In a preferred embodiment, the fluid transfer pump 110 may be an electric pump and may be powered by electricity supplied from an external source via electrical cables that may, for instance, be fed to the pump alongside the discharge manifold 140. In alternate embodiments, the pump may be powered by other means such as, but not limited to, compressed air or by electricity generated by alternative means such as, but not limited to, a gas powered generator, a vehicle, solar power or some combination thereof.

The rigid, space enclosing housing 105 is preferably made from an inexpensive, rugged, easy to fabricate material such as, but not limited to, a plastic or rubber, such as, but not limited to, polyethylene terephthalate (PET), polyethylene (PE), high-density polyethylene (HDPE), polyvinyl chloride (PVC), low-density polyethylene (LDPE) polypropylene (PP), polystyrene (PS), high impact polystyrene, polyamides (PA) (Nylons), acrylonitrile butadiene styrene (ABS), polycarbonate (PC), polycarbonate/acrylonitrile butadiene styrene blend (PC/ABS), polyurethanes (PU), or some combination and/or blend thereof.

The housing openings 130 are preferably be molded into the material of the housing, though in alternate embodiments they may combine machined and/or molded openings in the housing. The housing openings 130 may additionally be effectively reduced in individual size by using additional filter materials such as, but not limited to, nylon netting, metallic mesh, woven fiber or some combination thereof, that may be removably attached to the outside of the rigid, space enclosing housing 105.

FIG. 2 shows a cross-sectional side-view of a further preferred embodiment of the present invention.

In the embodiment shown in FIG. 2, the liquid filtering and transfer device 100 may further include a restrained floatation device 165. In a preferred embodiment, the restrained floatation device 165 may consist of a restrained float 170 that is constrained to move only up or down in a vertical direction by a vertical restraint. In this way, the restrained float 170 may provide an indication of the fluid level 185, i.e., the level of the water that may be in the interior of the liquid filtering and transfer device 100. The restrained float 170 may be functionally connected such that when the fluid level in the pump housing falls below a predetermined level, the discharge pump may be turned off. In this way the pump may be prevented from operating dry, i.e., with no water to pump, a mode of operation that may be damaging to a pump.

The liquid filtering and transfer device 100 of the embodiment of FIG. 2 may also include a check valve 205 that may help prevent discharged water from flowing back down the discharge manifold. The check valve 205 may also enable the discharge pump to expel water to a greater height.

A further possible enhancement shown in FIG. 2 may be the alternate position of the outlet manifold 215 that may, for instance, be fed through the side wall of the enclosing housing to allow a lateral discharge of the fluid being pumped. This arrangement may, for instance, be advantageous in a situation where the water to be pumped is relatively shallow, and the discharge reservoir is located at a similar height, but horizontally removed.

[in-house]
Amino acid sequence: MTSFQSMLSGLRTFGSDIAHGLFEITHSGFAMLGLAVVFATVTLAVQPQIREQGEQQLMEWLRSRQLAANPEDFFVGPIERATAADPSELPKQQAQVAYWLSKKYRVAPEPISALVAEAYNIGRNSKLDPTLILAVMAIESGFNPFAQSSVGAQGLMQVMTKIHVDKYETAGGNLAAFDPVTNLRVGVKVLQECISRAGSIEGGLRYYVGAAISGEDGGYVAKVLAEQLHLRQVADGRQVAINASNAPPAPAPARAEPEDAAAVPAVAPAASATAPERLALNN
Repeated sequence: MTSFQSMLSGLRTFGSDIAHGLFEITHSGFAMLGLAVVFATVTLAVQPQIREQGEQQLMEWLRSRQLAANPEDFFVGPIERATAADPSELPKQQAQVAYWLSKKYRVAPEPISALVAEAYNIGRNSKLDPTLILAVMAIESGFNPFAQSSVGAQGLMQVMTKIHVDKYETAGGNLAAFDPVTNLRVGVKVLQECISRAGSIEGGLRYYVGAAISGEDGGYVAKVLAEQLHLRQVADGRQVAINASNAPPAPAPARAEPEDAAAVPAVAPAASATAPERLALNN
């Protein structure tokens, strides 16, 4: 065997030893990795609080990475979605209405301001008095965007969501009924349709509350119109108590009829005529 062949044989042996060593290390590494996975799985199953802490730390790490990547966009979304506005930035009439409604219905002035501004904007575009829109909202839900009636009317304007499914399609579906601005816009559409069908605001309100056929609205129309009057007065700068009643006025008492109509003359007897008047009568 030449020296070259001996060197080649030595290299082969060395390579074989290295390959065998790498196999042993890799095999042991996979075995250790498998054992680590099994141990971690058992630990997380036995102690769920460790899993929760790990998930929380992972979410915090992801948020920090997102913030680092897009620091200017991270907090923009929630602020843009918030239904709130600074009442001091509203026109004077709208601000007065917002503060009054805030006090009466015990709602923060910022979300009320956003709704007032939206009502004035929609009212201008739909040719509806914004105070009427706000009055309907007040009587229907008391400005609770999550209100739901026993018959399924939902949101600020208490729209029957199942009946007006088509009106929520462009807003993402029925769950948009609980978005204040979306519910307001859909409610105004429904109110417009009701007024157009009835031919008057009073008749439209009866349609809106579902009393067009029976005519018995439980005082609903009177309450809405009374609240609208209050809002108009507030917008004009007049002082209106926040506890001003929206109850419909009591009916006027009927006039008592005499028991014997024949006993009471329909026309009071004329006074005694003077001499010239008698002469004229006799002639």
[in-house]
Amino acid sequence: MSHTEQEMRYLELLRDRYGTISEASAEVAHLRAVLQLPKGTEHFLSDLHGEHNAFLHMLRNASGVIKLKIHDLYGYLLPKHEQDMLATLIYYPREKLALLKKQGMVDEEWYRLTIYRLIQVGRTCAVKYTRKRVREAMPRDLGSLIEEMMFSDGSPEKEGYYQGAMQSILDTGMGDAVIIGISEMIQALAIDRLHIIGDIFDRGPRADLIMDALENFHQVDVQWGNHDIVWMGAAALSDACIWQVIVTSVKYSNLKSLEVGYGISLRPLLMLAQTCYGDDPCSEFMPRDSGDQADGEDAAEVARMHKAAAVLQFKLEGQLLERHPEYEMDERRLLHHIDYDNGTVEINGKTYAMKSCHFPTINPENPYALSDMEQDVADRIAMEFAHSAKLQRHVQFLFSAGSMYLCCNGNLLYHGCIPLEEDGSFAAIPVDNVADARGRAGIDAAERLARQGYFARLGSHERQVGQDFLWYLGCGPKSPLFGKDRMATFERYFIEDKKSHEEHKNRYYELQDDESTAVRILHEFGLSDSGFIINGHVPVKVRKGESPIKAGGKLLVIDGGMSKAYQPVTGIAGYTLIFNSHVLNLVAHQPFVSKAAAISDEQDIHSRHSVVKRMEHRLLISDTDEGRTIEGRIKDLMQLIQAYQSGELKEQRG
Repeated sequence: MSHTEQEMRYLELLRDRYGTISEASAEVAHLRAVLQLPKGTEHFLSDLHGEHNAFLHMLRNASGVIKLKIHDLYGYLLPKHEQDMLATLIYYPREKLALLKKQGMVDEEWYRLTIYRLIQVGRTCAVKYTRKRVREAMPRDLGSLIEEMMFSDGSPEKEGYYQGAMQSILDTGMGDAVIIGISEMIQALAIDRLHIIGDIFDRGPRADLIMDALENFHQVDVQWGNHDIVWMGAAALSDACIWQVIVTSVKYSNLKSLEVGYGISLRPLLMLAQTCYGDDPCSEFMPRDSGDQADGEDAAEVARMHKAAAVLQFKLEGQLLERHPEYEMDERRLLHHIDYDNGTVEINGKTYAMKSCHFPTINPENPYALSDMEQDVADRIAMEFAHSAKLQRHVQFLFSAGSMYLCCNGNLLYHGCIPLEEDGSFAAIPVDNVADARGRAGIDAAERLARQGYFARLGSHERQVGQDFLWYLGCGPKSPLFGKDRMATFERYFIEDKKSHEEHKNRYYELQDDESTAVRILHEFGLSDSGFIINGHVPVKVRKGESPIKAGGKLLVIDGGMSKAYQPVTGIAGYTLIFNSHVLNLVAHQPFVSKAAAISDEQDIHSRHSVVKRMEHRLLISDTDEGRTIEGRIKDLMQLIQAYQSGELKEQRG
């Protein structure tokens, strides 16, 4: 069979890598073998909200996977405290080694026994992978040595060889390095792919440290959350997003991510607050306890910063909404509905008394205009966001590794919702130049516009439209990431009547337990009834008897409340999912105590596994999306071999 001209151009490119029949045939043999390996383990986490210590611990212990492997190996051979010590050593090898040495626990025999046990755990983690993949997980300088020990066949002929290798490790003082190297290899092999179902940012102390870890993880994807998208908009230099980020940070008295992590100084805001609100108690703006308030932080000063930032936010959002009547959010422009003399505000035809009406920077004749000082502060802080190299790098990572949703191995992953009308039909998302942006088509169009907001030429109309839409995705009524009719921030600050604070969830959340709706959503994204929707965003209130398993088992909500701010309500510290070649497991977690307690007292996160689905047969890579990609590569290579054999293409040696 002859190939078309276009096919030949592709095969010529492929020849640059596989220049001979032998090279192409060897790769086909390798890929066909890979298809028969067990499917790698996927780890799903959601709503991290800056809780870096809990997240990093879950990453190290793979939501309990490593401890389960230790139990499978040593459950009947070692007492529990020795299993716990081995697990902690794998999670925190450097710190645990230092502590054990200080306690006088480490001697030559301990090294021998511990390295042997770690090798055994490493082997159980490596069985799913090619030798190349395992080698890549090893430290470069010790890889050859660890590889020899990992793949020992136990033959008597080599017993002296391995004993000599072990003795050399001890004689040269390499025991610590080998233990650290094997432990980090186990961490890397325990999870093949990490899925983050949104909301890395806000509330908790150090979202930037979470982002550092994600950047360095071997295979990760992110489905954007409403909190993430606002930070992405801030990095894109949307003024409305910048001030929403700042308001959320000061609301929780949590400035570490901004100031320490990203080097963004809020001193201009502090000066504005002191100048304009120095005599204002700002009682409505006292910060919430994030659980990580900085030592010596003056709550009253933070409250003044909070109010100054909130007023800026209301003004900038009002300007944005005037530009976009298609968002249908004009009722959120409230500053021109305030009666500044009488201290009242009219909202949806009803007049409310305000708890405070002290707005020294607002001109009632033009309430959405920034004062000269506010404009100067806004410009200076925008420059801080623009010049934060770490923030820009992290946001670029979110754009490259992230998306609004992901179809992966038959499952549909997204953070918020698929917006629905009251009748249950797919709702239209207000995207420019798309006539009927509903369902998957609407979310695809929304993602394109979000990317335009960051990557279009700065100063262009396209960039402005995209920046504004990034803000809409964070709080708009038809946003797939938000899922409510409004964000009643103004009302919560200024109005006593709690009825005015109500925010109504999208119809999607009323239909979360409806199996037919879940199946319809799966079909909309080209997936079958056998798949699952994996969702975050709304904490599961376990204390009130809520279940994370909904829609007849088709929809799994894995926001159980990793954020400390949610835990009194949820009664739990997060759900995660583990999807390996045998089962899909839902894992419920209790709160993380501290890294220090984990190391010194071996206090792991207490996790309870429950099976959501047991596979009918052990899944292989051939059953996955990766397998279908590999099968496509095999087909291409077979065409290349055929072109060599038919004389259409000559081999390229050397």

FIG. 2 also shows an air-lock prevention hole 190. The air-lock prevention hole 190 may be a hole that may be angled downward from inside the discharge manifold at about 45 degrees. The air-lock prevention hole 190 may be located between the check valve 205 and the discharge pump, and preferably in a vicinity of the check valve 205.

The diameter of the air-lock prevention hole 190 may be related to the diameter of the discharge pipe. For instance, a ⅛ inch diameter air-lock prevention hole 190 has been found to work well with discharge manifolds having a 1½ inch diameter. Similarly, a 3/16 inch air-lock prevention hole 190 has been found to work well with a 2 inch diameter discharge manifold.

The embodiment shown in FIG. 2 may also include two 90 degree elbows 195. This may be used as shown, to laterally off-set the discharge manifold from the axis of the pump. Such an arrangement may, for instance, assist the check valve 205 in preventing fluid returning to the pump by reducing the impact of the water on the check valve. A check valve is typically located at a reasonable distance above a pump to reduce the cracking pressure of the valve, i.e., the pressure supplied by the pump in excess of the pressure of the column of fluid above the pump. For typical diameters of piping used in draining construction sites, a distance of at least 24 inches above a pump is recommended. Such a distance may make a liquid filtering and transfer device 100 large and unwieldy. On method of avoiding a need for height in separating a check valve from a pump is to have angled bends between the pump and the check valve as these provide effective additional pressure and maintain a reasonable cracking pressure of the check valve. In a preferred embodiment, two 90 degree elbows 195 may provide a cracking pressure relief equivalent to a 24 inch rise, but with a reduced vertical size of the liquid filtering and transfer device 100.